So let’s set the stage in Alta California in the early 1800’s.  Again, Mexico controlled the area, although they were starting to get a little nervous about their standing.  In the 1840s, the United States was all about Manifest Destiny (you remember that from US History, right?). It’s the widely held belief that US expansion from the Atlantic coast to the Pacific was destined to be. A growing number of American immigrants began an overland westward migration, crossing from Missouri to Alta California on a long and dangerous journey by covered wagon. By 1845, more than 800 Americans had settled in Alta California.

The Mexican government feared that this growing number of American settlers would eventually push for annexation of the area. They had good reason to worry, as many of these American immigrants did believe in Manifest Destiny and wanted California to join the U.S. as a state.  Tensions were high, and there were rumors circulating that the Mexican government might soon begin expunging these American settlers from California.

Somewhere around this time, John C. Fremont, an American soldier and explorer, made his way into Alta California- allegedly on a ‘scientific excursion’- and somehow (in the name of science?) ended up inciting a rather motley crew of settlers to begin forming militias in order to revolt against Mexico. Now whether or not Fremont had orders from the U.S. government to incite this rebellion is unknown, but conditions were right for starting trouble, and all it took was this one spark to get the fire going.

Are you beginning to wonder what happened to vexillology? Patience, friends, we’re getting there!

So early the morning of June 14, 1846, some 33 men marched on the garrison at Sonoma and overtook it. This was the start of what would become known as The Bear Flag revolt. In all fairness, Sonoma was a relatively small pueblo and nearly defenseless, so it was perhaps less dramatic than we might imagine. After taking over the Sonoma Barracks, the Americans then surrounded the home of Mexican General Mariano Vallejo, banged on the front door, and told him to come out and surrender as a prisoner of war.

In a surprise twist, Governor Vallejo actually supported California annexation; he hadn’t been getting much support from the Mexican government, who was tied up in a skirmish with the US over Texas. Supposedly, Vallejo was even paying the local Mexican military out of his own pocket! So Vallejo was more confused by these ruffians who showed up at his door than upset by the idea of being “kidnapped” in the name of secession. He even invited three of the men inside to discuss matters over wine. (And that, friends, is how you do civilized.) Discussions were, by all accounts, going well until a few hours later when one of the leaders of the Bear Flaggers stormed in, arrested Vallejo, and shipped him off to Sutter’s Fort near Sacramento as a prisoner of war. I’m guessing this overzealous guy was probably just jealous that Vallejo hadn’t invited him in for a drink.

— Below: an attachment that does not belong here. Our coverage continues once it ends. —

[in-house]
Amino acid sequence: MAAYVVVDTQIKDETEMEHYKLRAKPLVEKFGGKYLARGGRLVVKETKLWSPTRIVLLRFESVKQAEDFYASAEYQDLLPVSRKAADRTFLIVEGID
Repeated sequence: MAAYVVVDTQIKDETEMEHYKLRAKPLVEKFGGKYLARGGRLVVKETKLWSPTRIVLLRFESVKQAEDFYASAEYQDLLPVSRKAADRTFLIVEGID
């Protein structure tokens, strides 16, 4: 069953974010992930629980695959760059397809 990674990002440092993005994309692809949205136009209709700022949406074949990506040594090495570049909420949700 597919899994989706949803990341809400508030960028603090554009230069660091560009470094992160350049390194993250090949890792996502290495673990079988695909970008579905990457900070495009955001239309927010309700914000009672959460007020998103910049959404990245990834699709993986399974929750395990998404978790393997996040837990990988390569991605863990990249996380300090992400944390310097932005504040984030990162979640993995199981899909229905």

The Bear Flaggers took over the Sonoma Barracks as their headquarters and proclaimed California to be a republic separate from Mexico. They then raised their own newly painted flag over Sonoma, which was…drum roll, please… the very first California state bear flag!  One local woman donated a strip of light brown muslin for the flag’s construction and another a strip of red flannel to be sewn across the bottom. A lone star was drawn in the top left corner and directly next to it, a grizzly bear, with the words “California Republic” printed underneath.

The flag raised during the Bear Flag Revolt was called the Todd Flag because design was overseen by one William L. Todd… who, incidentally, was the first cousin of Mary Todd Lincoln, our future first lady!

A gentleman named Peter Storm also assisted in the flag’s design and creation, and this was important because there’s an ongoing debate amongst vexillologists as to whether or not Storm had created a flag in anticipation of the revolt the evening before… which would make HIS the first bear flag. Photos do exist of Peter Storm holding a different bear flag, although some have argued that his flag looks far too polished to have been created spur-of-the-moment, as it was said he did, and instead might have been created after the Revolt took place. In any case, it was a crazy time… people were excited… there were a lot of bear flags flying around… the two flags were likely designed days apart and featured many of the same elements.

One element was the star, a reference to the new Republic’s solidarity with Texas which was also battling for independence from Mexico at around the same time. The flag’s star also referenced the Revolution of 1836, when some members of the Mexican government in Alta California, along with some Americans, had tried to secede from Mexico. The flag flown at the Revolution of 1836 was a white flag with a large red star in the middle, a design echoed in the Todd flag ten years later.